Thursday, May 6, 2021

Fast: Fast Cars

Buzzcocks: Fast Cars

Last week, “Fast Car,” this week, “Fast Cars.” Despite the similarity in the titles, the songs could not be more different—Tracy Chapman’s is a soulful folk song, while Buzzcocks’ is a hard chunk of punk. But both are great in their own ways. 

My introduction to Buzzcocks came, as so many of my musical discoveries did, in the basement studios of WPRB. I’m pretty sure that it was the singles compilation, Singles Going Steady, filled with perfect morsels of melodic punk and heartfelt lyrics about love and sex and heartbreak, that was my gateway. It came out in 1979, and I played it regularly. Their next album, A Different Kind of Tension, came out around the same time, and was also great, although it was a little more experimental. 

I don’t think that I spent a lot of time investigating the band’s two earlier albums, both released in 1978, Another Music In A Different Kitchen, and Love Bites, probably because there were so many great songs on the two albums that I already knew better. I’ve subsequently learned about the earlier music from some compilation albums I picked up over the years. 

Buzzcocks never got the same respect as their contemporaries The Sex Pistols or The Clash, and I’d argue that they were way, way better than the Pistols, and that their limited output approaches The Clash’s in quality during the same period. However, Buzzcocks' relatively short life as a band (pre-reunions) prevented them from showing the same growth as The Clash did in their masterpieces London Calling and Sandinista! (a flawed masterpiece, I’d say). And, remarkably, although they’ve been mentioned on this blog in passing (and in a cover), there has never been a post that featured this amazing, influential band.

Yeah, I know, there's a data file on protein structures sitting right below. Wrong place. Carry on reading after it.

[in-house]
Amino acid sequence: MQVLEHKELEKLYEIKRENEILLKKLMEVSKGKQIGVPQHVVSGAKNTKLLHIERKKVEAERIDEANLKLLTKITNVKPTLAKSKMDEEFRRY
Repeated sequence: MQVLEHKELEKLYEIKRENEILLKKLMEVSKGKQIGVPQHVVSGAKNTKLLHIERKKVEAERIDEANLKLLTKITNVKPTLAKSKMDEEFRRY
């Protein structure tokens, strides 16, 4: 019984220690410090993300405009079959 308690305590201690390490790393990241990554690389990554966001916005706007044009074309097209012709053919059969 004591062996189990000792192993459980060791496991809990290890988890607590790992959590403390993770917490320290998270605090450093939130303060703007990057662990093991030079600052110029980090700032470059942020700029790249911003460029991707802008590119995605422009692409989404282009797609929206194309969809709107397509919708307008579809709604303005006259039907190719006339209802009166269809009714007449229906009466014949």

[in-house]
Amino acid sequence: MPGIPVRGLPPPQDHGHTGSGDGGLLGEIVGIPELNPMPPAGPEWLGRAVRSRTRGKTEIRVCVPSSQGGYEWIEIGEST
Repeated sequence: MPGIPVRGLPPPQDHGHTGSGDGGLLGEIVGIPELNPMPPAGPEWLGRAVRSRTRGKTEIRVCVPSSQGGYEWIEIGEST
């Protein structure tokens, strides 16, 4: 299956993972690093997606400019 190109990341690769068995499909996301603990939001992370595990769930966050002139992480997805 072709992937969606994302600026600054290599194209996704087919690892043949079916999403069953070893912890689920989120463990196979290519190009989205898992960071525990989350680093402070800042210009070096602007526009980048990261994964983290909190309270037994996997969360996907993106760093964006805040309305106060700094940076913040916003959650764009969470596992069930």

Founded in 1976 by Pete Shelley and Howard Devoto, they eventually added bassist Steve Diggle and drummer John Maher and self-released an EP, Spiral Scratch. Devoto left the band (and soon formed Magazine), Shelley became the singer, Diggle moved to guitar and Garth Davies, who had been in an early version of the band, rejoined on bass, rejoined, only to be again replaced by Steve Garvey (not the baseball player). 

Signed by United Artists, their great first single, “Orgasm Addict,” was banned by the BBC, because, you know, sex, and they commenced to release the series of excellent singles that were later compiled on Singles Going Steady. Their first studio album, Another Music In A Different Kitchen, included the single, “I Don’t Mind,” which charted at number 55 in the UK Singles Chart, as well as “Fast Cars,” a song that was mostly written by Diggle in response to a car crash that he had endured. It is a typically fast and catchy song that criticizes the titular vehicles, and namechecks Ralph Nader. It seems that Mr. Diggle hates fast cars. 

The band broke up in 1981, after a dispute with their record company, reuniting in 1988, with varying lineups over the years. Shelley died of a suspected heart attack in 2018, but Buzzcocks have soldiered on with Diggle taking over vocals.